Against opposing Charizard + Venusaur teams, it’s difficult to play the mind games involved with leading my own Dragapult + Venusaur, which is where Togekiss’ both redirection and relative frailty is useful. It can soak up a Sleep Powder as a +1 Speed Dragapult can outspeed a Venusaur in the sun, keeping the opposing Sleep Powder threat at a minimum and making it possible for my own Venusaur to come in later on to sleep my opponent’s Dynamax. This threat works if they set up sun for their Venusaur, but even if they don’t, I can still opt to do so on my own with my own Max Flare to KO an opposing Venusaur and also give mine the speed to outspeed opposing +1 Speed CharizardIncineroar is also a fantastic defensive switch-in for this matchup, Fake Out is great against stuff like Venusaur, which don’t always carry Protect, and its typing is great for cleaning up in the end game.

Tournament Run

While playing through the different rounds of the tournament I definitely felt as if the more the tournament was progressing, the more I felt my team falling behind the meta. Early on I felt confident in my team’s advantage over my opponents’, but as the tournament continued and I kept winning I began to face more innovative teams like the sun team ran by Markus Stadter, and teams way more prepared to handle Venusaur with stuff like Sweet Veil Alcremie, Lum Berry Tyranitar and Safety Goggles Incineroar. This required me to make more and more hard reads to try and win games, which is something that long-term isn’t as reliable as having a better matchup.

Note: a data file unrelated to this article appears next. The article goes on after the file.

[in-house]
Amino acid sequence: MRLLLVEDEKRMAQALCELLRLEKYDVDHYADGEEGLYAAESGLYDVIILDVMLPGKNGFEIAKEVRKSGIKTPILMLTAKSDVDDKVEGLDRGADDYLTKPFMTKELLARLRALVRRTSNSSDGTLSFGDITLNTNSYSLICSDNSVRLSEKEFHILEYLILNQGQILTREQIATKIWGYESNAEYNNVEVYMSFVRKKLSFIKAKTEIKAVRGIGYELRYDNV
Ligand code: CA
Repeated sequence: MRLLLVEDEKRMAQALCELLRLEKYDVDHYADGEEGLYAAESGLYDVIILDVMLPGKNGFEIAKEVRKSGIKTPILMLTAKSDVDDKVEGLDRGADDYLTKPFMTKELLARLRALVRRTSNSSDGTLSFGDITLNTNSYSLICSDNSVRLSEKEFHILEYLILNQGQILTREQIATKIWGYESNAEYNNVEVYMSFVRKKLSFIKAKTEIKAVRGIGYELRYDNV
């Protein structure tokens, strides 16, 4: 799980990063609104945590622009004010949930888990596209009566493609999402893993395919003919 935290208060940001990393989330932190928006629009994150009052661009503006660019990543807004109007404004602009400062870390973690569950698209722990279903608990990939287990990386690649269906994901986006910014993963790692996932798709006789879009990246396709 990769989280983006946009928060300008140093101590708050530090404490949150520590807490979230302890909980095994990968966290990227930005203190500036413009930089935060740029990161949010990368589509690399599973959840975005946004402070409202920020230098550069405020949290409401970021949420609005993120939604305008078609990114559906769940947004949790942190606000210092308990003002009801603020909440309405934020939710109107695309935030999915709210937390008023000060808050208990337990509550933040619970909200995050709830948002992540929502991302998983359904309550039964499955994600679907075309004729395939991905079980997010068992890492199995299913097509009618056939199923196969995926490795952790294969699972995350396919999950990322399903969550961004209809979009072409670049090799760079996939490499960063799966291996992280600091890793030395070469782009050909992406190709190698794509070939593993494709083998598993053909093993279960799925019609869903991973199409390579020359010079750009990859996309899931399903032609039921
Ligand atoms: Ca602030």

In general Safety Goggles was an item that really caught me off guard in the later rounds, when expecting to gain tons of momentum with Venusaur all of a sudden turned into a struggle where I had to reposition. The winner of the tournament, Justin “Lukamir” Ramirez, also ran Safety Goggles Indeedee, which is great at helping quell both Incineroar and Venusaur, and his opponent in finals, Teemu Mankinen, had Alcremie, Lapras and Incineroar, which was another combination I would have rather not faced, though I believe Weakness Policy Excadrill, Incineroar and Togekiss does make it playable.